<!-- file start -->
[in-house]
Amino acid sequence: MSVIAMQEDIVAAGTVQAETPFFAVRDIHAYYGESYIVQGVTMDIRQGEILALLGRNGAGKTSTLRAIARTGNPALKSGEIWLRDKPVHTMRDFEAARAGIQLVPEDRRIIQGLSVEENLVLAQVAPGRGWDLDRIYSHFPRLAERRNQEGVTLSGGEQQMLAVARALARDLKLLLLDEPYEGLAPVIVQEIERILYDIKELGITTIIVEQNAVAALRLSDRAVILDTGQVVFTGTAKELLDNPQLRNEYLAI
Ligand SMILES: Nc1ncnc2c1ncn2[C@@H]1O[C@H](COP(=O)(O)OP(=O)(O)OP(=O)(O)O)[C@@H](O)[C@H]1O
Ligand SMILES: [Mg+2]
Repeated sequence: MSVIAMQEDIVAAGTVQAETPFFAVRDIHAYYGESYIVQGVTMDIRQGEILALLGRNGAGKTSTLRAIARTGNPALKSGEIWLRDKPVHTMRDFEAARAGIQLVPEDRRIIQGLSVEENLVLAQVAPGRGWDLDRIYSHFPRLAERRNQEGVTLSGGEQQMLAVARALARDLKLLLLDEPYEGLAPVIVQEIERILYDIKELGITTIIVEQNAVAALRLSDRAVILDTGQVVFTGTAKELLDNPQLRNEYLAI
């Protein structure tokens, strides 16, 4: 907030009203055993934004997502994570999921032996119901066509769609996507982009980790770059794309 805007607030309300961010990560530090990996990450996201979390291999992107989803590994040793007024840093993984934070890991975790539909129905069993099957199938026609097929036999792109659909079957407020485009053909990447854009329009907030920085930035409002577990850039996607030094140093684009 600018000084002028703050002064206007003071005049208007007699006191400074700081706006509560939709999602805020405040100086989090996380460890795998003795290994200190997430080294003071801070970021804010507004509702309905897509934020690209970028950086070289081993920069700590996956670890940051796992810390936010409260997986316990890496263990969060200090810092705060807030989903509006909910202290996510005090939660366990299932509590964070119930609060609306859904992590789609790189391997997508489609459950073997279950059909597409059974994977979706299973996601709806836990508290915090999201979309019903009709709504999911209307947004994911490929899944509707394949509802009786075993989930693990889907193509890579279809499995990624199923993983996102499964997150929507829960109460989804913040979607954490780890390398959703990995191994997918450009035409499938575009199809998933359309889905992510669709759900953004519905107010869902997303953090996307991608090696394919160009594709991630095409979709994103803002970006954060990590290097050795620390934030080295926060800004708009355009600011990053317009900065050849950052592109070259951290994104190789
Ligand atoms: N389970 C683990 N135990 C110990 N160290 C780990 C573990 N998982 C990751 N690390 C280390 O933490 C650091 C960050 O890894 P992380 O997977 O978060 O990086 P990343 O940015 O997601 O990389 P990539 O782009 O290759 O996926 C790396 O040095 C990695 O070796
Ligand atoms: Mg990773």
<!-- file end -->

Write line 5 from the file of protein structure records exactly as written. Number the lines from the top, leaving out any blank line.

Repeated sequence: MSVIAMQEDIVAAGTVQAETPFFAVRDIHAYYGESYIVQGVTMDIRQGEILALLGRNGAGKTSTLRAIARTGNPALKSGEIWLRDKPVHTMRDFEAARAGIQLVPEDRRIIQGLSVEENLVLAQVAPGRGWDLDRIYSHFPRLAERRNQEGVTLSGGEQQMLAVARALARDLKLLLLDEPYEGLAPVIVQEIERILYDIKELGITTIIVEQNAVAALRLSDRAVILDTGQVVFTGTAKELLDNPQLRNEYLAI